It rained all day Monday in Romulus, Michigan.
At GM's Romulus Powertrain plant, strikers had a fire going in a big barrel where they could warm their hands.
Steven Boyle walked the picket line undeterred, water streaming off his orange poncho.
"My grandfather was a sit-down striker," says Boyle. "If he was capable of locking himself inside a building for 45 days, not knowing the next time he was going to get a meal...well, bring on -20 degrees, and I'd still be out here. It wouldn't make a difference to me."
Some smaller plants had voted that day to approve a tentative four-year contract with General Motors, by a big margin.
That had Kenny Bowles predicting ratification, albeit by a narrow margin.
"We're gonna hang in there, but it's a wrap,” he says.“I think it's going to go through. It's not what everybody wanted, but it's not that bad."
But this was before the vote at GM's Spring Hill, Tennessee plant on Tuesday, which has a much larger workforce.
"I think the vote at Spring Hill – a narrow rejection of the agreement – is a cause of concern for things to come," says Harley Shaiken, a labor expert at the University of California, Berkeley. "This is a local union that received considerable investment in the new agreement – a billion dollars for new SUVs – but clearly what was upsetting to many members is the fact that Lordstown will remain closed."
Lordstown being one of five facilities that GM is closing or has already closed. Most of the Lordstown Assembly workers are now at plants in Flint, Fort Wayne, Indiana, or Arlington, Texas.
The tentative deal shuts the door on any hope of them moving back home to Ohio. And Shaiken says the closure sent a worrisome message to a lot of other union members.
"And that's that Lordstown is a preview of what could happen to other plants."
But there are still some compelling reasons why GM's striking workers might vote to ratify.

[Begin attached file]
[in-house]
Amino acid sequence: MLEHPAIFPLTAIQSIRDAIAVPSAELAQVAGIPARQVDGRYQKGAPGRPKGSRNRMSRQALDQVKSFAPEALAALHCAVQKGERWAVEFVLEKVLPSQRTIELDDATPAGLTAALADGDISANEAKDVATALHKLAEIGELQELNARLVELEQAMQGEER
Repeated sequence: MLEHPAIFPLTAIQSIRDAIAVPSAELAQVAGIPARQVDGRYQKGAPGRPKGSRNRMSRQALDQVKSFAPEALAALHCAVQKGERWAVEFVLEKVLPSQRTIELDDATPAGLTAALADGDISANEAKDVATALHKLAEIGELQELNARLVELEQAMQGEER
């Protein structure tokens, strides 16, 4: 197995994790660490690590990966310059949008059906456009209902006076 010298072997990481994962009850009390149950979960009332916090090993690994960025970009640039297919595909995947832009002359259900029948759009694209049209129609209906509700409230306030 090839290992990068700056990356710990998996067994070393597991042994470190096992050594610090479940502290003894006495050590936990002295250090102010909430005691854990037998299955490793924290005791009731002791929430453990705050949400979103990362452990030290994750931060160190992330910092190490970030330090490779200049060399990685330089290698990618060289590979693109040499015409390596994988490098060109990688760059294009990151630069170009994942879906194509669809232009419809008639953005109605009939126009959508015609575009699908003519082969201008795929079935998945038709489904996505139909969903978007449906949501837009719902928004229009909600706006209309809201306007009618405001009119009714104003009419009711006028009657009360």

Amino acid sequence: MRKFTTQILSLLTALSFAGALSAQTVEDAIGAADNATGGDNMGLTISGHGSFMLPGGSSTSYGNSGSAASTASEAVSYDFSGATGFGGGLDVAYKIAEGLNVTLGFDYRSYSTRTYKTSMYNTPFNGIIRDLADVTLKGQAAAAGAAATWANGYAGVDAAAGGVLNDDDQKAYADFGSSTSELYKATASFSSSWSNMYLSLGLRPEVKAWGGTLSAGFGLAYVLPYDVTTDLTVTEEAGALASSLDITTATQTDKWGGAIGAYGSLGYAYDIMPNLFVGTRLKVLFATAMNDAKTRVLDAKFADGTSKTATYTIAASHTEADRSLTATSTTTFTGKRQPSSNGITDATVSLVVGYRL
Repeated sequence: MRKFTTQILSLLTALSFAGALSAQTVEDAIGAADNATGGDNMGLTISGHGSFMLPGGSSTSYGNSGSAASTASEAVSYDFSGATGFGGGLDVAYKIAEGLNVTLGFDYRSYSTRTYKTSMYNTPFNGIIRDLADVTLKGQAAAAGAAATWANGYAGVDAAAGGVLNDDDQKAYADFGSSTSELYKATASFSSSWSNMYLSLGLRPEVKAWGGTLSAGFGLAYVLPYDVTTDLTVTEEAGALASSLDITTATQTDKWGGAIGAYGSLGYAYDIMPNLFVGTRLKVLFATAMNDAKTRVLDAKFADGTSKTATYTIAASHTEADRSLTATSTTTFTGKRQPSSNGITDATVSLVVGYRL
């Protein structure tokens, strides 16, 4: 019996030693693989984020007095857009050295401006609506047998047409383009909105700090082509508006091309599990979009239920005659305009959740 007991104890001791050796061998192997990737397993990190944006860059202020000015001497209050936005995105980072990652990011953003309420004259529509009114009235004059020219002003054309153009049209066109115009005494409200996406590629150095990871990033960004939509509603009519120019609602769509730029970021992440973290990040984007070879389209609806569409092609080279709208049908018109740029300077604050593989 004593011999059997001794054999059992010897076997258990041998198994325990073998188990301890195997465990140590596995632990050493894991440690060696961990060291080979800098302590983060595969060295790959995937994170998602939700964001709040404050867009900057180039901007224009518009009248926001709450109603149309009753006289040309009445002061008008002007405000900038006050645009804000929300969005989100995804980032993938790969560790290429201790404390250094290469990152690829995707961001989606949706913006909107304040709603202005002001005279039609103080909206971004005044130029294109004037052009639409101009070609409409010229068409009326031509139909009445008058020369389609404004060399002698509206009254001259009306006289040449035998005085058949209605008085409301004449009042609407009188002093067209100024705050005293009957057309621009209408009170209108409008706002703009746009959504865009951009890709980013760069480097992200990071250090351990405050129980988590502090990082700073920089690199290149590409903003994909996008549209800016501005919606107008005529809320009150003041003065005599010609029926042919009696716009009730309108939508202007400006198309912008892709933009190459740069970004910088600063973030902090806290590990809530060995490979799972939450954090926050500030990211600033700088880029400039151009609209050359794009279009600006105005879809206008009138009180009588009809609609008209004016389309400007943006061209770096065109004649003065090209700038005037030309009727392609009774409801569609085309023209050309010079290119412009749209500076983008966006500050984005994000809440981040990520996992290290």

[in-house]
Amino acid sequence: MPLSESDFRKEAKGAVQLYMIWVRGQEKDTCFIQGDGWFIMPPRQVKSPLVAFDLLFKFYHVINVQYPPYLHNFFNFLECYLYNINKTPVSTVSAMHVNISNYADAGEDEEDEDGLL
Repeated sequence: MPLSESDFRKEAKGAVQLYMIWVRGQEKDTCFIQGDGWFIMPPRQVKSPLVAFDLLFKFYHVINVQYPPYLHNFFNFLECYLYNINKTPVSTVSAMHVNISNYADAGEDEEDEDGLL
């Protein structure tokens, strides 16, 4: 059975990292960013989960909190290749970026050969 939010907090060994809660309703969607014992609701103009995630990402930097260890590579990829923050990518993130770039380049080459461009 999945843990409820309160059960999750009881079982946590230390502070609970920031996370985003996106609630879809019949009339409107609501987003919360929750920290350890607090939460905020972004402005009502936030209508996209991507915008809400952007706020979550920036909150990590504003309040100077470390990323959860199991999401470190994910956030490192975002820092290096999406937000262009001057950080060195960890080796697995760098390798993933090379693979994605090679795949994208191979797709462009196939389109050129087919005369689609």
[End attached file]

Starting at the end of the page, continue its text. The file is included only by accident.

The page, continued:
The most basic is the need to get back to work and a regular paycheck. The tentative deal also provides new benefits for GM's temporary workers and others.
Union officials are visiting each GM facility to hold rollout meetings to explain the contract.
Kristin Dziczek is an analyst with the Center for Automotive Research. She says the presentations aren't always well received.
"Yeah, it can get rowdy," she says, "and has gotten rowdy. Police were called to the local in Spring Hill because of some of the protestors were disrupting the proceedings."
In-person protesting isn't the only peer pressure on workers as they try to make up their minds.
Paul Eisenstein is editor of TheDetroitBureau.com. He's covered every contract ratification since 1979. He says social media is a new factor in these ratification votes, with lots of "vote no!" posts all over Facebook.
“And we know that naysayers tend to be more outspoken online than they may be in person,” he says. “It's a great place to get a very strong opinion out to a broad audience.”
Nicole Henning works at GM's plant in Lansing where voting won't wrap up until Friday. The union will make a final tally late Friday.
She says there is really no way at this point to make any predictions.
"Different parts of the contract are appealing to different people,” says Henning. “So it's kind of hard to get a sense of how everybody feels about it."
A no vote would mean even more financial hardships for workers and big financial costs for GM.
And it could potentially send union negotiators back to the table with a nearly impossible demand that GM reopen the orphaned Lordstown Assembly plant.